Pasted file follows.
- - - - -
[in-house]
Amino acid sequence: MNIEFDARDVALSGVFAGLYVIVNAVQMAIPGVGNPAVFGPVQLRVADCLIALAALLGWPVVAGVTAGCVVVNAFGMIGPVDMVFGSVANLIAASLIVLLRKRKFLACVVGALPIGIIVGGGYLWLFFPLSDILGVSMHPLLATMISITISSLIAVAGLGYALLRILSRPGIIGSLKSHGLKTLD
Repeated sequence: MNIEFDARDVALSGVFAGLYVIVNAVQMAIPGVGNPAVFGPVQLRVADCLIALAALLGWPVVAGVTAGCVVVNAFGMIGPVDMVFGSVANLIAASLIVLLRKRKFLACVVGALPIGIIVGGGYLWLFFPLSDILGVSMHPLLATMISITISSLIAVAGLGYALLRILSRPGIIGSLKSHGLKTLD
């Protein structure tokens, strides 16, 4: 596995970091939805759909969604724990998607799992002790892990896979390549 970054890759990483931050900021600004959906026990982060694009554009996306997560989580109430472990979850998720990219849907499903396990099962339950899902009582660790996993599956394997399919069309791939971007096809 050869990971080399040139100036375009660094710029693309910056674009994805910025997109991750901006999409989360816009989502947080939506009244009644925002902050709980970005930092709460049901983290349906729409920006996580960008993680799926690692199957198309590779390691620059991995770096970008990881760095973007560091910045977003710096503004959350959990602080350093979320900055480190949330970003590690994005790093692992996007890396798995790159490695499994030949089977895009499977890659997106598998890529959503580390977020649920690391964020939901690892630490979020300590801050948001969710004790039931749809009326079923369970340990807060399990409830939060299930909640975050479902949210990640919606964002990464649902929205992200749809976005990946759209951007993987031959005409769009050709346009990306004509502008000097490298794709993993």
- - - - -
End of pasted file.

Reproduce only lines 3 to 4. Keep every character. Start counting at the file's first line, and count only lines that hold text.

Repeated sequence: MNIEFDARDVALSGVFAGLYVIVNAVQMAIPGVGNPAVFGPVQLRVADCLIALAALLGWPVVAGVTAGCVVVNAFGMIGPVDMVFGSVANLIAASLIVLLRKRKFLACVVGALPIGIIVGGGYLWLFFPLSDILGVSMHPLLATMISITISSLIAVAGLGYALLRILSRPGIIGSLKSHGLKTLD
């Protein structure tokens, strides 16, 4: 596995970091939805759909969604724990998607799992002790892990896979390549 970054890759990483931050900021600004959906026990982060694009554009996306997560989580109430472990979850998720990219849907499903396990099962339950899902009582660790996993599956394997399919069309791939971007096809 050869990971080399040139100036375009660094710029693309910056674009994805910025997109991750901006999409989360816009989502947080939506009244009644925002902050709980970005930092709460049901983290349906729409920006996580960008993680799926690692199957198309590779390691620059991995770096970008990881760095973007560091910045977003710096503004959350959990602080350093979320900055480190949330970003590690994005790093692992996007890396798995790159490695499994030949089977895009499977890659997106598998890529959503580390977020649920690391964020939901690892630490979020300590801050948001969710004790039931749809009326079923369970340990807060399990409830939060299930909640975050479902949210990640919606964002990464649902929205992200749809976005990946759209951007993987031959005409769009050709346009990306004509502008000097490298794709993993």